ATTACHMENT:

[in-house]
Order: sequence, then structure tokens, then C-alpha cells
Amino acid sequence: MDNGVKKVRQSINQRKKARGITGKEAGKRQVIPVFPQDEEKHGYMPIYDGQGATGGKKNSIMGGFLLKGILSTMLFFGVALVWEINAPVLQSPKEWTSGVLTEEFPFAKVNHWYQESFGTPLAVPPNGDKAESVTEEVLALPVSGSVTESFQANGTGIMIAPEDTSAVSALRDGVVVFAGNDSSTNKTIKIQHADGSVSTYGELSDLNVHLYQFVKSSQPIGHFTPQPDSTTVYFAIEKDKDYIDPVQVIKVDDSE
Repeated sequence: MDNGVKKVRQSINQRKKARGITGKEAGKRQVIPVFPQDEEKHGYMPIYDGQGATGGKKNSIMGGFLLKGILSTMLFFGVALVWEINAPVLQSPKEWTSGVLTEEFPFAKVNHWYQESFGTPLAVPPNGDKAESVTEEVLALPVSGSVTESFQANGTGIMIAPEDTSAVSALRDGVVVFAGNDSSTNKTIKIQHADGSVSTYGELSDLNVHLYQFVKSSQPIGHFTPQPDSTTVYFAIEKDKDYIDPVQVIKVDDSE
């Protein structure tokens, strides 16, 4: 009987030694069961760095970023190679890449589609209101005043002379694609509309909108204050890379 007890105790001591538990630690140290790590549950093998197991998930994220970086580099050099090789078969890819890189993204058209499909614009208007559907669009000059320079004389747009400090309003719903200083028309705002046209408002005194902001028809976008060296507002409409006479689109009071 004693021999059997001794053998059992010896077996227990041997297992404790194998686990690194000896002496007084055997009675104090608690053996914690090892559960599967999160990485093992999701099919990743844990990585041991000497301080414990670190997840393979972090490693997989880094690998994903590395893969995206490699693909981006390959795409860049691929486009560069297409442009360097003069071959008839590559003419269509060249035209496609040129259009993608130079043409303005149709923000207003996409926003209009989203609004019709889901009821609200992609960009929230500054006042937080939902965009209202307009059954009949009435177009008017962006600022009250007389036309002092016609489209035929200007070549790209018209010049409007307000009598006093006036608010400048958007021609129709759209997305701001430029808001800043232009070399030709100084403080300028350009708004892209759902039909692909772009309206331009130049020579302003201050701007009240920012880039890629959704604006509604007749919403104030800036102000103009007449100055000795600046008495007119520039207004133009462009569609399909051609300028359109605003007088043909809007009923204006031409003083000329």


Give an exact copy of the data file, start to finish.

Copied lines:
[in-house]
Order: sequence, then structure tokens, then C-alpha cells
Amino acid sequence: MDNGVKKVRQSINQRKKARGITGKEAGKRQVIPVFPQDEEKHGYMPIYDGQGATGGKKNSIMGGFLLKGILSTMLFFGVALVWEINAPVLQSPKEWTSGVLTEEFPFAKVNHWYQESFGTPLAVPPNGDKAESVTEEVLALPVSGSVTESFQANGTGIMIAPEDTSAVSALRDGVVVFAGNDSSTNKTIKIQHADGSVSTYGELSDLNVHLYQFVKSSQPIGHFTPQPDSTTVYFAIEKDKDYIDPVQVIKVDDSE
Repeated sequence: MDNGVKKVRQSINQRKKARGITGKEAGKRQVIPVFPQDEEKHGYMPIYDGQGATGGKKNSIMGGFLLKGILSTMLFFGVALVWEINAPVLQSPKEWTSGVLTEEFPFAKVNHWYQESFGTPLAVPPNGDKAESVTEEVLALPVSGSVTESFQANGTGIMIAPEDTSAVSALRDGVVVFAGNDSSTNKTIKIQHADGSVSTYGELSDLNVHLYQFVKSSQPIGHFTPQPDSTTVYFAIEKDKDYIDPVQVIKVDDSE
């Protein structure tokens, strides 16, 4: 009987030694069961760095970023190679890449589609209101005043002379694609509309909108204050890379 007890105790001591538990630690140290790590549950093998197991998930994220970086580099050099090789078969890819890189993204058209499909614009208007559907669009000059320079004389747009400090309003719903200083028309705002046209408002005194902001028809976008060296507002409409006479689109009071 004693021999059997001794053998059992010896077996227990041997297992404790194998686990690194000896002496007084055997009675104090608690053996914690090892559960599967999160990485093992999701099919990743844990990585041991000497301080414990670190997840393979972090490693997989880094690998994903590395893969995206490699693909981006390959795409860049691929486009560069297409442009360097003069071959008839590559003419269509060249035209496609040129259009993608130079043409303005149709923000207003996409926003209009989203609004019709889901009821609200992609960009929230500054006042937080939902965009209202307009059954009949009435177009008017962006600022009250007389036309002092016609489209035929200007070549790209018209010049409007307000009598006093006036608010400048958007021609129709759209997305701001430029808001800043232009070399030709100084403080300028350009708004892209759902039909692909772009309206331009130049020579302003201050701007009240920012880039890629959704604006509604007749919403104030800036102000103009007449100055000795600046008495007119520039207004133009462009569609399909051609300028359109605003007088043909809007009923204006031409003083000329």